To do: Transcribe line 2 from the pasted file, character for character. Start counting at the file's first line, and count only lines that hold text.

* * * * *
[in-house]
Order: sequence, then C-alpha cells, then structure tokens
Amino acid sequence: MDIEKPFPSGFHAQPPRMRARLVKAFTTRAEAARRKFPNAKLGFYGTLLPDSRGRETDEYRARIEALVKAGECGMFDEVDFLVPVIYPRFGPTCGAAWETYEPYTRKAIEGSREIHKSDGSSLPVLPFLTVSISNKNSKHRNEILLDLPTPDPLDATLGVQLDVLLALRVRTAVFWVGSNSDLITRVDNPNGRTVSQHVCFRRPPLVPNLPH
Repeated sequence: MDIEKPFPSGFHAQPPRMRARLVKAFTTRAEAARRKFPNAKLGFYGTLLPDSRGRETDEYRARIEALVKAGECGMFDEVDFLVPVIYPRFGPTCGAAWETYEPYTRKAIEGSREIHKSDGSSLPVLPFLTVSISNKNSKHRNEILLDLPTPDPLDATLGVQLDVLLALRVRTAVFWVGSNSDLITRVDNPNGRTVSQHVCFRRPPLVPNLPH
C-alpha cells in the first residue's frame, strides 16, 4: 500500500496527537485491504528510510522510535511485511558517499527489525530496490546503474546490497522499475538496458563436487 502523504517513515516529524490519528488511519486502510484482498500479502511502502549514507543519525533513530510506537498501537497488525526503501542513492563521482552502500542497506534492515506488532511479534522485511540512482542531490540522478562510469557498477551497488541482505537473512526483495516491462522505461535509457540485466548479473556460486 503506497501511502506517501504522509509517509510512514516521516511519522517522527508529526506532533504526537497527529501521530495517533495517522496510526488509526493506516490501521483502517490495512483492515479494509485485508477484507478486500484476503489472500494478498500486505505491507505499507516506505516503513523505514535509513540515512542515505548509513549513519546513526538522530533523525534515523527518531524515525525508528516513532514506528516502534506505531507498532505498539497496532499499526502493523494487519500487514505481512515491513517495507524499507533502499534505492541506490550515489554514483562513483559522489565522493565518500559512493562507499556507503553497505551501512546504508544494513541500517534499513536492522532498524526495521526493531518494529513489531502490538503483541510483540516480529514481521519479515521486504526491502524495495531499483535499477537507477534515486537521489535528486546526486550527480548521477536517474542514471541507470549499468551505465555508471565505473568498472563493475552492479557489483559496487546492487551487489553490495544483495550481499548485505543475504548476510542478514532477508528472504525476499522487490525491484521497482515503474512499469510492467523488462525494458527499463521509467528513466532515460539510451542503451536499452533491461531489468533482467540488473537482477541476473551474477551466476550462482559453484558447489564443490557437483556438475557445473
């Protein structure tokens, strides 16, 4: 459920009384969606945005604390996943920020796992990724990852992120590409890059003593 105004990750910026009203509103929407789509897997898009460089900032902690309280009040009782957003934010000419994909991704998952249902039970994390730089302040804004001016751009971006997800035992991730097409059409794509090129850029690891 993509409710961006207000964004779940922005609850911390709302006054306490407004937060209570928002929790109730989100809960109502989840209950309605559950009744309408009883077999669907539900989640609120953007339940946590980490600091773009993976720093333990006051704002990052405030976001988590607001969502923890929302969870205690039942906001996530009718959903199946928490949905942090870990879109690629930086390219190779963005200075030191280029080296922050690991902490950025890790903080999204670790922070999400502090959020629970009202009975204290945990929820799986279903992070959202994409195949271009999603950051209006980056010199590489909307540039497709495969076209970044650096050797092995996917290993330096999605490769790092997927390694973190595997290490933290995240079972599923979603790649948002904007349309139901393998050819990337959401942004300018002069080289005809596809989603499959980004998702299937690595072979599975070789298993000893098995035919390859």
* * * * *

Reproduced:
Order: sequence, then C-alpha cells, then structure tokens